Other People's Houses by Abbi Waxman

Other People's Houses by Abbi Waxman

Other People's Houses
by Abbi Waxman
Berkley (April 3, 2018)
352 pages
Advance copy provided by publisher

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Having long ago discovered that dysfunctional relationships were often a key to my enjoyment of fiction, preferably with a side of dry humor and sarcasm, when I read the description of Other People's Houses I assumed it would be worth a try. When it was later announced as a Book of the Month pick, I was excited to have snagged an early copy. 

Early comments I read from other readers, however, seemed to dull my enthusiasm; I wasn't sure whether I would be willing to shuffle around the books I was really looking forward to reading in order to make time for this one. I am happy to report that Other People's Houses was definitely worth the time. 

She took her time, flipping through the racks in her walk-in closet, spinning her shoe tower, and steaming her face to open her pores and maximize the effectiveness of her skin regime. None of that was true: She pulled on the same pair of jeans she’d had on the day before and the hooded sweatshirt she found under them. Look, if they hadn’t wanted to be worn a second day they would have run away, but instead they just laid there overnight, asking for it.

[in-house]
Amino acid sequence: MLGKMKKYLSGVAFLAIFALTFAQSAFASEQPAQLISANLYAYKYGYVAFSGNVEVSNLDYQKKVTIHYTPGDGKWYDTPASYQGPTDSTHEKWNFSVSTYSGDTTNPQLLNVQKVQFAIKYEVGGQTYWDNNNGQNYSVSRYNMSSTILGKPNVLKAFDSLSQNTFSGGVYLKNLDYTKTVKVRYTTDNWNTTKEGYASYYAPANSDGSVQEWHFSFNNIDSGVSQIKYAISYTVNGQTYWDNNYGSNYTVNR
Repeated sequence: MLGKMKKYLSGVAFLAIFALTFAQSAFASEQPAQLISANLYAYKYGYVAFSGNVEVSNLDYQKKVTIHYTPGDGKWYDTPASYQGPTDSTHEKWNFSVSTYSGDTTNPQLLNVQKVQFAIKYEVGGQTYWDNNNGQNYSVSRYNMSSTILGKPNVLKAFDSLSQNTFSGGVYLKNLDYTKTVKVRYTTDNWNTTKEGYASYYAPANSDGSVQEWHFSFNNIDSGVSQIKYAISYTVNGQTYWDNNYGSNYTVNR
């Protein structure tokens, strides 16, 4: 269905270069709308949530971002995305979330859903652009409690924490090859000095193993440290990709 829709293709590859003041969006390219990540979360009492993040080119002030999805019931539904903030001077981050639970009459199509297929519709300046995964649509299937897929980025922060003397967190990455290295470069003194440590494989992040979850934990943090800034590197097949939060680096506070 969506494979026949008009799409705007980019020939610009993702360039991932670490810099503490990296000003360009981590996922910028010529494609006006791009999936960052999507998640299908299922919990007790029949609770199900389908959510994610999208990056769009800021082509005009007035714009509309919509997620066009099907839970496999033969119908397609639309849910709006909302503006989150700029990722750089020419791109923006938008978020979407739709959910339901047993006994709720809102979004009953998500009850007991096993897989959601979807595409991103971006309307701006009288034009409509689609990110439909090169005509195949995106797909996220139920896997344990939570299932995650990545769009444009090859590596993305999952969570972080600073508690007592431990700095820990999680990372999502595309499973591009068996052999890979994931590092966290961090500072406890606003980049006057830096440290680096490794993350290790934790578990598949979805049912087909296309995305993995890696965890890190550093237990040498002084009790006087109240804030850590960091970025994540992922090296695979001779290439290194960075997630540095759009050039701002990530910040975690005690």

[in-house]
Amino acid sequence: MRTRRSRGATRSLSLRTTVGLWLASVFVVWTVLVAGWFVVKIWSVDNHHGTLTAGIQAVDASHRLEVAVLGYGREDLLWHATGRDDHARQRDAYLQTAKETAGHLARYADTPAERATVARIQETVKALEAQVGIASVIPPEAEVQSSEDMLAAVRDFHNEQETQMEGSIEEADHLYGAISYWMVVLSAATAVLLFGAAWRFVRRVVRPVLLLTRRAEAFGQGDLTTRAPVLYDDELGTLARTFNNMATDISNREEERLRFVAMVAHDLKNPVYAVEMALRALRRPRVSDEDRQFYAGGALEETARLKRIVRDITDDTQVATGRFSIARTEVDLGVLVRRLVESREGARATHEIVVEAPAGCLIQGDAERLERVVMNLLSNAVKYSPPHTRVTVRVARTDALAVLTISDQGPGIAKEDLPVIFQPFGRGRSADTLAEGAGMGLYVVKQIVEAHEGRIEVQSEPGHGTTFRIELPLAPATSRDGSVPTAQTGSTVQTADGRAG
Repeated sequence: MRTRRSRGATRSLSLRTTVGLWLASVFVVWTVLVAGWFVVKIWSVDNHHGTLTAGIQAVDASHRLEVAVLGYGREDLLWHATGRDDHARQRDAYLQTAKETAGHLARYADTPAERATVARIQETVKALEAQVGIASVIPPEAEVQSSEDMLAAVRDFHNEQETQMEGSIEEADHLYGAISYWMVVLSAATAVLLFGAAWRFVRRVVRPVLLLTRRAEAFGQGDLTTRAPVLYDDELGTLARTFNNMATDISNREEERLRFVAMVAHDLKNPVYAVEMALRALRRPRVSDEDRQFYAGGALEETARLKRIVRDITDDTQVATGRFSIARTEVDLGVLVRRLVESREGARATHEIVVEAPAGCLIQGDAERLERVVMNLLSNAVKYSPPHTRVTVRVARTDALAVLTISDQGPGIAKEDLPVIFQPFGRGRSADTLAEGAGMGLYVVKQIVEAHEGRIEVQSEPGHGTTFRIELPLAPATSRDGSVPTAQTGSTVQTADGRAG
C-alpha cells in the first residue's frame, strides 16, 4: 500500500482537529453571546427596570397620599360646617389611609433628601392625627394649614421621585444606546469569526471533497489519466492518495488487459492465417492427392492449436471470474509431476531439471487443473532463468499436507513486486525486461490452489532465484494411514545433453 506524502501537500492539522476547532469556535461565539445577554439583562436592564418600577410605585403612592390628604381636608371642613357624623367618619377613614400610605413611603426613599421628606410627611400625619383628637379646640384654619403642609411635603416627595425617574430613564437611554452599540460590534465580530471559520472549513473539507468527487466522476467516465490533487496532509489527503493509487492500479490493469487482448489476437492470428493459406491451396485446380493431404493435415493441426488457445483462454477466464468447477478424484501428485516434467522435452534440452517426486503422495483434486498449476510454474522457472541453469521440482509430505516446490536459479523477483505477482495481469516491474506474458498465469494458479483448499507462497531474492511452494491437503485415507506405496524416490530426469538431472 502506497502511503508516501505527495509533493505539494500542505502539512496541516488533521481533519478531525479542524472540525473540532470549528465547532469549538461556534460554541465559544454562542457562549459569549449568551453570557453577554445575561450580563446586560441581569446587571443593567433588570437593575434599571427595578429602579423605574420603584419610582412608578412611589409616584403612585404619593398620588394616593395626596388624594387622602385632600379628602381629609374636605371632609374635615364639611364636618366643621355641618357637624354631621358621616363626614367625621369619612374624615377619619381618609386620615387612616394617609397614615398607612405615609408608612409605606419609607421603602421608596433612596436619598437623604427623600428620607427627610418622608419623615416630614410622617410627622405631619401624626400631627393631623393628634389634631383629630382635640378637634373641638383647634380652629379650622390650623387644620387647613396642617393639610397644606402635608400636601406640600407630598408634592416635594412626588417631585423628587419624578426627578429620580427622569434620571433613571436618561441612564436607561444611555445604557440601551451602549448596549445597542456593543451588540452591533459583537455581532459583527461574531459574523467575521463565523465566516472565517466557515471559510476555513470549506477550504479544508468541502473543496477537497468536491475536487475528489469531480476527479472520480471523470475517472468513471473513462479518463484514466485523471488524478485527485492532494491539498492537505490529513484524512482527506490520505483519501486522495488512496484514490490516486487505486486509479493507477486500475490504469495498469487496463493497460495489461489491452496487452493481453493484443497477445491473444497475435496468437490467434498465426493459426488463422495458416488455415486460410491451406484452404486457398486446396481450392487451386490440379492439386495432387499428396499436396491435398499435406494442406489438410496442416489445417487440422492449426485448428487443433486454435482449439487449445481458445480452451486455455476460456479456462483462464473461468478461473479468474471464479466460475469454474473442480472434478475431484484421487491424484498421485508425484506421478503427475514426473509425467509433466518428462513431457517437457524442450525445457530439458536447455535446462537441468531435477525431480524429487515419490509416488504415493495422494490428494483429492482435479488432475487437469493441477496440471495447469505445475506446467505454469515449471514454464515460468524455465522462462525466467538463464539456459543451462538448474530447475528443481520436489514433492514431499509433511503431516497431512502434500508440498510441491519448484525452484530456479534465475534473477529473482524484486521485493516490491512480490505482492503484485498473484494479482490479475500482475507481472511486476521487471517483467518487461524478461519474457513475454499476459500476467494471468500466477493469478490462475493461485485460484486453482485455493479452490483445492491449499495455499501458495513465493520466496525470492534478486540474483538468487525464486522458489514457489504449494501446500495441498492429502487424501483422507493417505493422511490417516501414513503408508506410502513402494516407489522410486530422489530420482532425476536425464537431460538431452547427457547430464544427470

There were a couple of moments when I, a childless introvert who couldn't care less about her neighbor's exploits, felt like the novel might have bogged down just a bit; Waxman rarely allows the pace to linger for long, though, and I found myself surprisingly invested in her characters and their relatable struggles. From marriage, adult friendship, and same sex partnerships to the comedy and challenges that come along with all of these relationships, Waxman entertains. 

Marriage had so little to do with the bedroom, and so much to do with every other room in the house. Conversations around the kitchen table, discussions about toothpaste and toilet paper, decisions about pets and children and car insurance. How you chose to physically please each other was such a small part of it, but it got all the press.

If you are a reader who is offended by foul language, just a heads up that this is not your book; having said that, I love the fact that the novel's characters speak candidly about their relationships and challenges. In spite of its minor flaws, this aspect of the book kept me engaged and it was just what I needed. This would be a great selection for a weekend or vacation read; I promise you'll laugh out loud, likely on several occasions. 

New Week, New Book (4/9/18)

New Week, New Book (4/9/18)